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Song Review: The Band Perry – “If I Die Young”



The Band Perry’s debut single “Hip to my Heart” was a sprightly, effervescent sliver of youth-laden pop country–a pleasant sounding droplet so light that it quickly evaporated into the ether. For its follow up, the sibling trio delivers a track with significantly more narrative volume: Written solo by lead singer Kimberly, “If I Die Young” is a weighty, introspective take on life’s evanescence.

Fittingly, the song opens to the sound of Kimberly taking in a breath. Gentle fiddle and guitar accompany her raspy, almost-hushed delivery of the song’s chorus up until a banjo and drum track join in for the first repeat of the refrain. “If I Die Young” remains mostly acoustic throughout, boasting a series of delightful arrangements that underline Kimberly’s beautiful vocal performance–she has a rich, slightly weathered voice that really brings home the song’s melancholy.

In addition to that great vocal, Kimberly’s songwriting demonstrates a command of language and craft that allows her to construct thick, interesting lyrics. “Lord, make me a rainbow,” she pleads in the song’s opening verse. “I’ll shine down on my mother/She’ll know I’m safe with you when she stands under my colors.”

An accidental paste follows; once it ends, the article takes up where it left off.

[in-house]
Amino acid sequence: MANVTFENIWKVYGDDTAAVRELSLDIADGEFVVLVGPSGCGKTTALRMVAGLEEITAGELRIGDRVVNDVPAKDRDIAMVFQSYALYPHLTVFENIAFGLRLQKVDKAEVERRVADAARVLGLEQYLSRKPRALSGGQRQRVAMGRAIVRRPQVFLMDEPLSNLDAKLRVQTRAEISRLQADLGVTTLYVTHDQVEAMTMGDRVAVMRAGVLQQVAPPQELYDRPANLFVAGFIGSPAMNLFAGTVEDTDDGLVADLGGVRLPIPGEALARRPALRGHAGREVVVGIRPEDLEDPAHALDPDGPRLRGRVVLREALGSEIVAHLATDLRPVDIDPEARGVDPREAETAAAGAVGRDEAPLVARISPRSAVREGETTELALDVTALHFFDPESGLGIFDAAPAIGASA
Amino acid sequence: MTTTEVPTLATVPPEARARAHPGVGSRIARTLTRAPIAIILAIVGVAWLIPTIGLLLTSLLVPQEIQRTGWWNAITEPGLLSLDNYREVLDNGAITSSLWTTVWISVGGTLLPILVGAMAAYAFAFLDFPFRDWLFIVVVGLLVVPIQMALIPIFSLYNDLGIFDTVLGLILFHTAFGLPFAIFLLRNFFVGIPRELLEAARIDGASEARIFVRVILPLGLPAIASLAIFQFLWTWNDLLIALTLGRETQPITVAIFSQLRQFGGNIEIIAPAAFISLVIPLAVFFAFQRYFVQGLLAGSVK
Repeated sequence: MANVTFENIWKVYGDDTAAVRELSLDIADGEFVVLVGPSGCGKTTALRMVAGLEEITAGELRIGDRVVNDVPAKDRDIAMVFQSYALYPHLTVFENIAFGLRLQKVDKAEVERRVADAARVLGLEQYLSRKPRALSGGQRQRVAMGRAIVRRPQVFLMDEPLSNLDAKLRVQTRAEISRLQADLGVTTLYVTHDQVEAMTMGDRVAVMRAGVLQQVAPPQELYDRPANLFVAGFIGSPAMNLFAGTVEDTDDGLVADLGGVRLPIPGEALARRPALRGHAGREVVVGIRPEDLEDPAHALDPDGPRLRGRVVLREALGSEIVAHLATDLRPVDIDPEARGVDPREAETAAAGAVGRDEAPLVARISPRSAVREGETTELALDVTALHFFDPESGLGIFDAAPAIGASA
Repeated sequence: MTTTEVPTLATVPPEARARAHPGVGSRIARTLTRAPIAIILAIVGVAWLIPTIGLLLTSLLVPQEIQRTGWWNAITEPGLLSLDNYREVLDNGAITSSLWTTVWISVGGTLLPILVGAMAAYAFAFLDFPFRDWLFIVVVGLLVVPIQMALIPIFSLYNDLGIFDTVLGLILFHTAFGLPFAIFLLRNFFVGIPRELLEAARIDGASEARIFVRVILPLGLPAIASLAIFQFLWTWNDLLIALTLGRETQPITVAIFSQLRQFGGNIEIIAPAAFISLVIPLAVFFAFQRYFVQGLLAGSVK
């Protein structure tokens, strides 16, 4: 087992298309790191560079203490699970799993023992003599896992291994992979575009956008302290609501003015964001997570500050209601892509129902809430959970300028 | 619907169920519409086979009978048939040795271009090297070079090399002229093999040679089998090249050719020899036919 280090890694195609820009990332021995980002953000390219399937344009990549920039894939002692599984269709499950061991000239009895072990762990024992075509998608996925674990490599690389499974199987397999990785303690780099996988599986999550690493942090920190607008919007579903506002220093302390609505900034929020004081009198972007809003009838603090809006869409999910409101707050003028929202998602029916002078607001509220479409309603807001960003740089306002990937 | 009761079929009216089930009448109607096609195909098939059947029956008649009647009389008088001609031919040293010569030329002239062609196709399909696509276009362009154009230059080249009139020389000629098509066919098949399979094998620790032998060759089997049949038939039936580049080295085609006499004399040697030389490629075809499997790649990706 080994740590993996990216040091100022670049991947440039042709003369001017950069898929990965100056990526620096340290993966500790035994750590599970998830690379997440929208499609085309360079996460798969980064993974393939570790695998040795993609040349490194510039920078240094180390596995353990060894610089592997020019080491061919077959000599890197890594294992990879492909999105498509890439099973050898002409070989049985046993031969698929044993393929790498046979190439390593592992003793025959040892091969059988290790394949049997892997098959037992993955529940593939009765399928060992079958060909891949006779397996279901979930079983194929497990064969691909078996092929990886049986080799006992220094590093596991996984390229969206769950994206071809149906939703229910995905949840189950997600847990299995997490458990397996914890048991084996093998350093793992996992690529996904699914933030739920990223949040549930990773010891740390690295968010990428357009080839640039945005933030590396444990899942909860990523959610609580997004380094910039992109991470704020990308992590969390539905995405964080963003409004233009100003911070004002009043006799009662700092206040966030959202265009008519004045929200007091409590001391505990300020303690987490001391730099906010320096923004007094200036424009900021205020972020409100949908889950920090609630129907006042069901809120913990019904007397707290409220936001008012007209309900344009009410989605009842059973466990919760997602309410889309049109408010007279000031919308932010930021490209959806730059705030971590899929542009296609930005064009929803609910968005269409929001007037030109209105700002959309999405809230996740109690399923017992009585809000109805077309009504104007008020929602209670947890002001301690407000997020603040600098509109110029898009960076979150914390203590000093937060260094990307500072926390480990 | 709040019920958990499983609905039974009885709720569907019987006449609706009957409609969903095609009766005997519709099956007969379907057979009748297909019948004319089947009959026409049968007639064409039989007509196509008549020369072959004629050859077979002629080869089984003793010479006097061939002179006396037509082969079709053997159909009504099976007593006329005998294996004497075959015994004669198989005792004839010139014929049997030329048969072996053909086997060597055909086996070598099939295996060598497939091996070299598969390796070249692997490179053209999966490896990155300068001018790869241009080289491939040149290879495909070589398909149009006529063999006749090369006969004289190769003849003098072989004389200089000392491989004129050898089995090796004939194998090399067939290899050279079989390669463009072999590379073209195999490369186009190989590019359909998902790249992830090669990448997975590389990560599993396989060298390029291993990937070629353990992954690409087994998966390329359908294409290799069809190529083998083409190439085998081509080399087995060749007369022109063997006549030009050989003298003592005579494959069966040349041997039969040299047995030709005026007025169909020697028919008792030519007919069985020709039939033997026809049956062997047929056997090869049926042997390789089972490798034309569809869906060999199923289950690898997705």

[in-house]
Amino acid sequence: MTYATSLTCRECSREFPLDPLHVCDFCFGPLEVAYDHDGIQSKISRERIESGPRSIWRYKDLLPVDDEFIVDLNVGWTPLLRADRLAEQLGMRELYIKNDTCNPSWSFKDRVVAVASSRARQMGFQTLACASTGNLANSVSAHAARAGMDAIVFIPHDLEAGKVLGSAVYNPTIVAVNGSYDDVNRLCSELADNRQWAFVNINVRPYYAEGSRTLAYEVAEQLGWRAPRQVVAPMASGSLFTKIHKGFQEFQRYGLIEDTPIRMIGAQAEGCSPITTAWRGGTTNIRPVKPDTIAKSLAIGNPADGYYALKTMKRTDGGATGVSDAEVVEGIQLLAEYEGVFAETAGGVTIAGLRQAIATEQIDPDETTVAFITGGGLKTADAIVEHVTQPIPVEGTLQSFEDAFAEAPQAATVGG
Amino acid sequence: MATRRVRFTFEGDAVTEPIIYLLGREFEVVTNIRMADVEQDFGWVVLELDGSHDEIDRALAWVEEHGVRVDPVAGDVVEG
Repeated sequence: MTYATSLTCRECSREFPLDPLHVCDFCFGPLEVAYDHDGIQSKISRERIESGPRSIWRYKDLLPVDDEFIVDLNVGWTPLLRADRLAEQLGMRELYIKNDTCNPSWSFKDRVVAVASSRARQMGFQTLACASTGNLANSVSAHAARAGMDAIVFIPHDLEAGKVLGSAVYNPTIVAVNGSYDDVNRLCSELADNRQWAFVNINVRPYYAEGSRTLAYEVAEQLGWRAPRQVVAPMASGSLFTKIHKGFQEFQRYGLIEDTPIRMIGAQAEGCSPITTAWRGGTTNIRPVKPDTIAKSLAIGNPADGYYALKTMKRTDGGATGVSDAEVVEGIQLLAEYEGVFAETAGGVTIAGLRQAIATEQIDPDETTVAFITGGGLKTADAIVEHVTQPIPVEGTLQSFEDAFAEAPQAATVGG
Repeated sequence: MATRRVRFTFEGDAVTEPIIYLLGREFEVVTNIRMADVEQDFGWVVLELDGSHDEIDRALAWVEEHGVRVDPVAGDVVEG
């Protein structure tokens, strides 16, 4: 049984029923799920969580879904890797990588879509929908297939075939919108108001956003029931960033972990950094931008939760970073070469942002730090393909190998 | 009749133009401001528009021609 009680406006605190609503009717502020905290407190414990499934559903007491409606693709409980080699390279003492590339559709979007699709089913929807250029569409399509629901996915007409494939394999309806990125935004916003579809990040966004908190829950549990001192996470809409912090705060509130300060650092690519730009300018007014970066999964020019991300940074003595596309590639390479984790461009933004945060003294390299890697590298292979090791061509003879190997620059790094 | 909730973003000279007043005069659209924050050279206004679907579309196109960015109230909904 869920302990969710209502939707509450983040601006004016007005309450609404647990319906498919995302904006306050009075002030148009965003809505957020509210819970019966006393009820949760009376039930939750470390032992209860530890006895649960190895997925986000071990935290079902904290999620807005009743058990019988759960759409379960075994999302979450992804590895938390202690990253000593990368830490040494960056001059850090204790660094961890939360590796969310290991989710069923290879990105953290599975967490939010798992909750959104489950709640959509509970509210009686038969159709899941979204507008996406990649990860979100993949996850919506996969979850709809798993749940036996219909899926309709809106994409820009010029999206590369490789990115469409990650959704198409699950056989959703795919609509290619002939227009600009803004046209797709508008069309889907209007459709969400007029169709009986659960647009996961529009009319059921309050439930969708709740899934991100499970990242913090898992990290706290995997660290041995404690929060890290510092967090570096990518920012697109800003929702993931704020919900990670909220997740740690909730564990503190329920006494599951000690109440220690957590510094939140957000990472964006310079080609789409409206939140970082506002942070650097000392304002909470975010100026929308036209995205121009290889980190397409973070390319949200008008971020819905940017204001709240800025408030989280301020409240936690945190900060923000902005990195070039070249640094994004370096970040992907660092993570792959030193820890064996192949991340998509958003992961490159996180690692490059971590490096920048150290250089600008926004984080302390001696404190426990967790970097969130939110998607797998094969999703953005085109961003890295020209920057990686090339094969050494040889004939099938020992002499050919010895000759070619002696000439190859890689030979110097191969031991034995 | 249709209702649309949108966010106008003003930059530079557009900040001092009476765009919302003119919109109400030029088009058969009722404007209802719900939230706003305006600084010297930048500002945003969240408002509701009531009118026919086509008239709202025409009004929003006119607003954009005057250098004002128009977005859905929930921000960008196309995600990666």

Throughout the song, Kimberly shows that she has a unique perspective and a knack for resonant phrasing. So it’s unfortunate that “If I Die Young” loses its way a bit as it tries to be two songs at once—either one of which, alone, would have made a more powerful and less disorienting statement.

At the outset, the song’s narrator seems to be presenting the hypothetical situation outlined in the title. “If I die young,” she sings, “Bury me in satin/Lay me down on a bed of roses.”

But by the second half of the first verse, Kimberly employs such strong language that it’s hard to tell whether or not the song is meant to ponder the hypothetical or to speak prophetically. Lyrics that refer to the ring on the narrator’s “cold finger,” the image of a mother burying her daughter, and morbid lines about earning respect after she’s “a goner” make it seem like the narrator actually expects to die.

And that’s quite a bit different that the “what if?” rumination set up by various parts of the song. We’re left to wonder exactly what’s going through her head–what’s causing these thoughts of death? And what’s the ultimate point she’s trying to convey to us? The concept is murky, at best, and although many of the individual pieces are well drawn the whole is difficult to follow.

Without a sense of direction threaded throughout the narrative, “If I Die Young” offers neither hope nor resolution==what’s left is a series of exceedingly dark, loosely connected statements.

Still, it’s a surprisingly interesting and creative entry from a band that at first appeared to be aiming for very little. Here’s hoping this is only the beginning of Kimberly’s songwriting journey–and that future efforts bring all of these pieces into alignment.

Jim Malec is a journalist whose work has appeared in American Songwriter, Country Weekly, Denver Westword, Slant and others. He is the founder of American Noise and former Managing Editor of The 9513.

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